FANTASTIC FEST 2011: A LONELY PLACE TO DIE Review
Melissa George has enjoyed an impressive and unpredictable career since making a huge impressions on TV audiences in both the UK and her homeland of Australia as sexy flower child Angel in HOME & AWAY. Filmgoers will recognise her as the lead in Christopher Smith's TRIANGLE and here she takes top billing as Alison, an experienced (and inexplicably American) mountaineer whose sojourn in the Scottish Highlands is violently disrupted when she stubbles upon a kidnapping plot.
Alison and her group of like-minded adventurers set off to scale a particularly challenging and remote mountain pass, after only narrowly surviving the obligatory opening climbing accident - which not only gives the audience an early glimpse of Gibley's intentions and abilities to meld nail-biting thrills with jaw-dropping locations, but also introduces the tensions that exist between Alison and her fellow climbers. No sooner have they found themselves cut off from civilization and without a phone signal they discover Anna (Holly Boyd), a young East European schoolgirl buried in a small cell way up in the mountains.
Unable to explain what happened to her, the climbers have no alternative but to split up and get Anna back to safety, only to find the merciless and incredibly deadly Mr. Kidd (Sean Harris) on their tail. Suffice to say that before the day is out, lives are lost, other parties are drawn into the plot and Alison takes on almost Ripley-esque qualities as both surrogate mother and reluctant action heroine.
For a good hour, Gibley effectively ratchets up the tension and delivers a number of well-executed set pieces as our naive yet capable innocents find themselves in the crosshairs of hardened mercenaries, while Mother Nature frequently intervenes to send characters plummeting over sheer drops or swept away in icy cold mountain waters. A LONELY PLACE TO DIE draws favourable comparisons to Neil Marshall's THE DESCENT in the way it successfully pits Man (or rather, Woman) against Nature, only to come a cropper in the third act when Alison and Anna reach civilisation, leaving the mountains and decent storytelling behind.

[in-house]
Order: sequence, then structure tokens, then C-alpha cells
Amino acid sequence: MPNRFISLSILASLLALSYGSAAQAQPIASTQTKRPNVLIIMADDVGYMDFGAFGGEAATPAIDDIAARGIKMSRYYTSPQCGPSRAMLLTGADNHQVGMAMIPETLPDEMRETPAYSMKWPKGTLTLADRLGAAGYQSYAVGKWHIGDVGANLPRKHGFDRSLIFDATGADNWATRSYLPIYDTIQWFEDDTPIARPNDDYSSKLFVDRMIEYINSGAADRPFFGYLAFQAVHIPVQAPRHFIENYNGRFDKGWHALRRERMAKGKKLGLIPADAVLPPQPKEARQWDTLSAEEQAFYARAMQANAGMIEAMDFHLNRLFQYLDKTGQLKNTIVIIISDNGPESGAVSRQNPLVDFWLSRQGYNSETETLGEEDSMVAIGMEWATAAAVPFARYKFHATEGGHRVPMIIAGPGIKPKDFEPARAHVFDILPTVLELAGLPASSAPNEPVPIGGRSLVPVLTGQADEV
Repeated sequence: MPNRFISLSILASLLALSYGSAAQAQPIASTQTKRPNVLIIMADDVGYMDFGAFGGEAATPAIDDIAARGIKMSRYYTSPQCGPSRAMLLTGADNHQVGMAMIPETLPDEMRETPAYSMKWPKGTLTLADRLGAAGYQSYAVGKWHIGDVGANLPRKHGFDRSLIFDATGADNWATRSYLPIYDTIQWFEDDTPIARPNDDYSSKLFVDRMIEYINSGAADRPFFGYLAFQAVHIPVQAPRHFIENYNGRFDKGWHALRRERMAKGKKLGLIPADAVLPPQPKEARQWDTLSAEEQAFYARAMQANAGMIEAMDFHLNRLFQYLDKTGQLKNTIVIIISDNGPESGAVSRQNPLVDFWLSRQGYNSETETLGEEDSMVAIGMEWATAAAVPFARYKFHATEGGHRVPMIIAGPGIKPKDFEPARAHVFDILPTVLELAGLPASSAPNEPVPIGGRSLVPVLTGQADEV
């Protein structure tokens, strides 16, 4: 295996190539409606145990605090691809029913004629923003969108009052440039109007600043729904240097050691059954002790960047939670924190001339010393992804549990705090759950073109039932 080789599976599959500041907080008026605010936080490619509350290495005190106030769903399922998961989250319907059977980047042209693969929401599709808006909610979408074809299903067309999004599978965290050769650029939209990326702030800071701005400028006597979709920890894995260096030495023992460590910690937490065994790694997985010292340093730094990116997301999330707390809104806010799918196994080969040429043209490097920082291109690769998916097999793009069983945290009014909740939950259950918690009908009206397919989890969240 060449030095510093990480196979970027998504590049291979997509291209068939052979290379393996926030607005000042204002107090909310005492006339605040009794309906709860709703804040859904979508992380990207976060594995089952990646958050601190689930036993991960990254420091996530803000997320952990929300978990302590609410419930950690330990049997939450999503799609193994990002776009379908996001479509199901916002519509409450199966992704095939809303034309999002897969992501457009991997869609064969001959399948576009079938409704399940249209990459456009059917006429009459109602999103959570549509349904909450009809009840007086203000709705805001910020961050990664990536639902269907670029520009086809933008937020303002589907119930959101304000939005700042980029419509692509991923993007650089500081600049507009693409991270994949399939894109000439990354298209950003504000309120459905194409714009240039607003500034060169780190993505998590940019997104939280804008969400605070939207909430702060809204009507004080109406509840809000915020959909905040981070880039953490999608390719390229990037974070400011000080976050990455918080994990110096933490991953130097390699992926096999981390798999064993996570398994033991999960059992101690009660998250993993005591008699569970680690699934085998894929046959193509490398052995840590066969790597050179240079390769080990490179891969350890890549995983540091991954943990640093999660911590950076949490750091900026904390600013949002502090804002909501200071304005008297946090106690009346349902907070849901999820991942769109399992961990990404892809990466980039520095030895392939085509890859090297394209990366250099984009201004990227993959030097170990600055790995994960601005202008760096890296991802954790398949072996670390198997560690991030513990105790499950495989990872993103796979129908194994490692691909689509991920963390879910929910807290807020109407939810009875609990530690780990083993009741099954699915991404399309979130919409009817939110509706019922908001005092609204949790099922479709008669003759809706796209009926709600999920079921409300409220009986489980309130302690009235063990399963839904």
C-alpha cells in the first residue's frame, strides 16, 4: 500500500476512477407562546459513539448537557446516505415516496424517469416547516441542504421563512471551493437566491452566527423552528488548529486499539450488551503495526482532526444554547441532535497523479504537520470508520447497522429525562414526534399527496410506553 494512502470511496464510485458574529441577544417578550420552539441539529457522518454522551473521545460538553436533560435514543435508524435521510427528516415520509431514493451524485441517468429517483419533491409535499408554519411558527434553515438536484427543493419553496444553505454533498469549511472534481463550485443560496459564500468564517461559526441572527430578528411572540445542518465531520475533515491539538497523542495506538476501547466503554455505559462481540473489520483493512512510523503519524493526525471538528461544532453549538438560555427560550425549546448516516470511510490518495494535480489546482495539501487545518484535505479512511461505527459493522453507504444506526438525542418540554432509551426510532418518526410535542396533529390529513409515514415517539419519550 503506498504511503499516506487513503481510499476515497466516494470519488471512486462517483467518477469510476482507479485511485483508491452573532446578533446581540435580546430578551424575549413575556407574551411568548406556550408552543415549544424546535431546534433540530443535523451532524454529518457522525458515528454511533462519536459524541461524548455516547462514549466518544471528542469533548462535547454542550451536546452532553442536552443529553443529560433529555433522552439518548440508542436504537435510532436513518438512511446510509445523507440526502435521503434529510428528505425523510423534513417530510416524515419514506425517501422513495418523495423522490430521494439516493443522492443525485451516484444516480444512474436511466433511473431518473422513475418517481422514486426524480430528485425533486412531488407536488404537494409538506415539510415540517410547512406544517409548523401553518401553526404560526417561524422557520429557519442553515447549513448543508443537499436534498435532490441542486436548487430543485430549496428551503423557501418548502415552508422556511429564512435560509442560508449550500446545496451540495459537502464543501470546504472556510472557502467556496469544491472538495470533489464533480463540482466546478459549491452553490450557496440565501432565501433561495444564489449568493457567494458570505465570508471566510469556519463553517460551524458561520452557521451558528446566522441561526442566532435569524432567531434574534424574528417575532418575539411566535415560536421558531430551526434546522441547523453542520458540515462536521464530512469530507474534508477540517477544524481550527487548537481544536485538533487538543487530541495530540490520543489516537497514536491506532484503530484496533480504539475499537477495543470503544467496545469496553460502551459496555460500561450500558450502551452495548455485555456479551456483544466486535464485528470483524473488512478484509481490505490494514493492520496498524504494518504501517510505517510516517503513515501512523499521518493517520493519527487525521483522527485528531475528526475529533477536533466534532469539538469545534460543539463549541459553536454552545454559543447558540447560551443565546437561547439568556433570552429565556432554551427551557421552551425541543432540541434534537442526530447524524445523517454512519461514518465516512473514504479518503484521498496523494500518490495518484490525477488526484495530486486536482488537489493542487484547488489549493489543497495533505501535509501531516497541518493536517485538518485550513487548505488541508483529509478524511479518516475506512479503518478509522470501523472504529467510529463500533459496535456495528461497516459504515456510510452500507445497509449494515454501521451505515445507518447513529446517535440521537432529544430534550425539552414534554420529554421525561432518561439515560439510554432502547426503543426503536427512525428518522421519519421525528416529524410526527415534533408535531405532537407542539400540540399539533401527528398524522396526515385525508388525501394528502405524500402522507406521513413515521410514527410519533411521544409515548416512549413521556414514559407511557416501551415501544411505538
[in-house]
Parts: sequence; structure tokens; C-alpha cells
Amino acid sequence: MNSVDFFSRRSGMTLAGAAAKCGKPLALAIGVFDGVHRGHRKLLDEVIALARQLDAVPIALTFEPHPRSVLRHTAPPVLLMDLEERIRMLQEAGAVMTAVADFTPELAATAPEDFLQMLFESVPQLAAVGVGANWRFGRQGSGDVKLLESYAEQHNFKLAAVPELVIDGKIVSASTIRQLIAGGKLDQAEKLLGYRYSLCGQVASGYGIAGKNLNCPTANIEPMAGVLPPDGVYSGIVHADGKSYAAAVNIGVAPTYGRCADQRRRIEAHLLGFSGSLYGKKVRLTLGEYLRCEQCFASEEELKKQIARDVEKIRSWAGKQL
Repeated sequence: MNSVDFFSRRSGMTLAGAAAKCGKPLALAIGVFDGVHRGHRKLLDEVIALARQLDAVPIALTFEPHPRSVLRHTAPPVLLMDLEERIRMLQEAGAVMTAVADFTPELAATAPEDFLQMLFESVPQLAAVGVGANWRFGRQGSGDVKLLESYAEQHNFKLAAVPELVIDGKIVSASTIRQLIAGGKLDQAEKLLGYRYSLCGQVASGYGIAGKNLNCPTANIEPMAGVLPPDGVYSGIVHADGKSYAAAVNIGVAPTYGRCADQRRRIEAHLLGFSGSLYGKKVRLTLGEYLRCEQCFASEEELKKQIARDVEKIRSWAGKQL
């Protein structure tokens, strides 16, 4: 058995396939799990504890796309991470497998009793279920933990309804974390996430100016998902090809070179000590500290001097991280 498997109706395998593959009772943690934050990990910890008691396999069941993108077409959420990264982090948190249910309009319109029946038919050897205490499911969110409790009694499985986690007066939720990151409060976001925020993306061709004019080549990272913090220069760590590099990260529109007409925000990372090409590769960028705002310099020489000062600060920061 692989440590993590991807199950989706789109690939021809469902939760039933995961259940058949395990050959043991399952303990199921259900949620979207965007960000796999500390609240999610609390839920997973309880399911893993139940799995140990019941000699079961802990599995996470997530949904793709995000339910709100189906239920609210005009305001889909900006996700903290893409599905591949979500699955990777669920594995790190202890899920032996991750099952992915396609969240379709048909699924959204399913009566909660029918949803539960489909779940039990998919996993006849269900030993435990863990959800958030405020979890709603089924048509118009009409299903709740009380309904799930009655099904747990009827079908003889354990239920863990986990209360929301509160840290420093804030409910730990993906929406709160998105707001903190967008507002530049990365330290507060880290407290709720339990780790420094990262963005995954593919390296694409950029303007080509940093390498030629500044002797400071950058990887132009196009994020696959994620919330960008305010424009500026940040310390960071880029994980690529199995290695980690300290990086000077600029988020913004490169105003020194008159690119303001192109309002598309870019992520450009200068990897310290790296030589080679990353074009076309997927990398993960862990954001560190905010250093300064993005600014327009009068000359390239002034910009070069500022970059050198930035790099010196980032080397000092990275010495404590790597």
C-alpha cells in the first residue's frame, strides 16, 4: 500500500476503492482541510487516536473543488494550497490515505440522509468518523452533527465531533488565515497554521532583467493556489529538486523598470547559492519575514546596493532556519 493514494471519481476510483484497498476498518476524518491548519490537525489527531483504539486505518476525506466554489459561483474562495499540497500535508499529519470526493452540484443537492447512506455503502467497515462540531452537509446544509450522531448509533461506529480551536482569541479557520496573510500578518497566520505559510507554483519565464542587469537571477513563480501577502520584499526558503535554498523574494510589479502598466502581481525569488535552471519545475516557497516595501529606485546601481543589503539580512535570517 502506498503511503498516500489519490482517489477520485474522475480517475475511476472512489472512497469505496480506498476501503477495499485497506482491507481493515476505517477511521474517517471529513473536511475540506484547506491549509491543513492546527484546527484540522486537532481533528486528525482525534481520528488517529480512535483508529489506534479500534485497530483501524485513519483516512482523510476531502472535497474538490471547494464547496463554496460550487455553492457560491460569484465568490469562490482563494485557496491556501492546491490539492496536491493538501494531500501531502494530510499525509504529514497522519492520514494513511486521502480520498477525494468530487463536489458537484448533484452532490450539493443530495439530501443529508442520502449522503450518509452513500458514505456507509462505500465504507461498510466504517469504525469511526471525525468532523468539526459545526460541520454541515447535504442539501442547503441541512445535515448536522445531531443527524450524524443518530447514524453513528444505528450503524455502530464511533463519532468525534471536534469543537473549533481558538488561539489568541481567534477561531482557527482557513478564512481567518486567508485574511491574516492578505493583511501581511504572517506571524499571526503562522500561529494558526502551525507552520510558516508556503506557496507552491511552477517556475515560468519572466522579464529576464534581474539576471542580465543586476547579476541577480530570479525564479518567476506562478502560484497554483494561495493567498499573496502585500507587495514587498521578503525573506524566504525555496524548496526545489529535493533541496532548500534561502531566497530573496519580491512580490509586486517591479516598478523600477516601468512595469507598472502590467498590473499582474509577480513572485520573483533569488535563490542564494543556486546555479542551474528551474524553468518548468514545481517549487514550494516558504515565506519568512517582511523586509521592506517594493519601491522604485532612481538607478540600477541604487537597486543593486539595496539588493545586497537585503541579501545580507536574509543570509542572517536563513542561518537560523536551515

Sadly, the film's final 30 minutes attempts too many different things simultaneously, some of which work - Eamonn Walker's private security operative is a great addition who should have been introduced much earlier - and some of which don't: the remote Scottish village that hosts the violent finale is in the throngs of a bizarre, nonspecific pagan street carnival that is as distracting as it is completely superfluous to the plot. One can't help but wish the action had stayed in the Highlands throughout, and while the narrative does reach a mostly satisfactory conclusion, how it gets there tries the patience on many occasions.
At best, A LONELY PLACE TO DIE attempts to be a feature-length version of the St. Cyril's mountain sequence in FOR YOUR EYES ONLY (there's even a Roger Moore reference early on to tee it up), and never becomes as ham-fisted as Renny Harlin's CLIFFHANGER, even when guns are drawn and the film shifts from being a climbing drama to an action film, but ultimately it's still not an entirely satisfying experience. That said, when it is good it is very good and Gilbey can rest assured that his star is still on the rise and British genre Cinema continues its recent run of good form.
A Lonely Place to Die
- Julian Gilbey
- Julian Gilbey
- Will Gilbey
- Alec Newman
- Ed Speleers
- Melissa George
- Kate Magowan